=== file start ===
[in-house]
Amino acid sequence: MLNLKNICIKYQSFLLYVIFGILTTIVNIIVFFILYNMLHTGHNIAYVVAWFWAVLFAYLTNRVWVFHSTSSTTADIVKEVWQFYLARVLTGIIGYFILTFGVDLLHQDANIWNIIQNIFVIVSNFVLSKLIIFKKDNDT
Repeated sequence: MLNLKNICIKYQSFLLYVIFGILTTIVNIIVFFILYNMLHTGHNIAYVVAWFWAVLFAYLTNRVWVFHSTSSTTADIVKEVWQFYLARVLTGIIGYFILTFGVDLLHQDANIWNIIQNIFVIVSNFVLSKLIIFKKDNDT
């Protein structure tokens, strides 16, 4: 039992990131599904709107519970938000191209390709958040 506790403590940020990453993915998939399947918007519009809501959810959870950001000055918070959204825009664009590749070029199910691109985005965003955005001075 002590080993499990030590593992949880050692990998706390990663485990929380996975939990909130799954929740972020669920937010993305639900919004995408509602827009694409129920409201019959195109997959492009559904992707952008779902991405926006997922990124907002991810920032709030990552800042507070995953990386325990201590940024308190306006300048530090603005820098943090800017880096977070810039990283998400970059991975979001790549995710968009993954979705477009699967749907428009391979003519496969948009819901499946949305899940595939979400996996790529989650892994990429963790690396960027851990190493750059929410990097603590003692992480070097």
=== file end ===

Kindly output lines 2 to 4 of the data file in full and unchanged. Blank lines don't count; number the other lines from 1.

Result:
Amino acid sequence: MLNLKNICIKYQSFLLYVIFGILTTIVNIIVFFILYNMLHTGHNIAYVVAWFWAVLFAYLTNRVWVFHSTSSTTADIVKEVWQFYLARVLTGIIGYFILTFGVDLLHQDANIWNIIQNIFVIVSNFVLSKLIIFKKDNDT
Repeated sequence: MLNLKNICIKYQSFLLYVIFGILTTIVNIIVFFILYNMLHTGHNIAYVVAWFWAVLFAYLTNRVWVFHSTSSTTADIVKEVWQFYLARVLTGIIGYFILTFGVDLLHQDANIWNIIQNIFVIVSNFVLSKLIIFKKDNDT
């Protein structure tokens, strides 16, 4: 039992990131599904709107519970938000191209390709958040 506790403590940020990453993915998939399947918007519009809501959810959870950001000055918070959204825009664009590749070029199910691109985005965003955005001075 002590080993499990030590593992949880050692990998706390990663485990929380996975939990909130799954929740972020669920937010993305639900919004995408509602827009694409129920409201019959195109997959492009559904992707952008779902991405926006997922990124907002991810920032709030990552800042507070995953990386325990201590940024308190306006300048530090603005820098943090800017880096977070810039990283998400970059991975979001790549995710968009993954979705477009699967749907428009391979003519496969948009819901499946949305899940595939979400996996790529989650892994990429963790690396960027851990190493750059929410990097603590003692992480070097």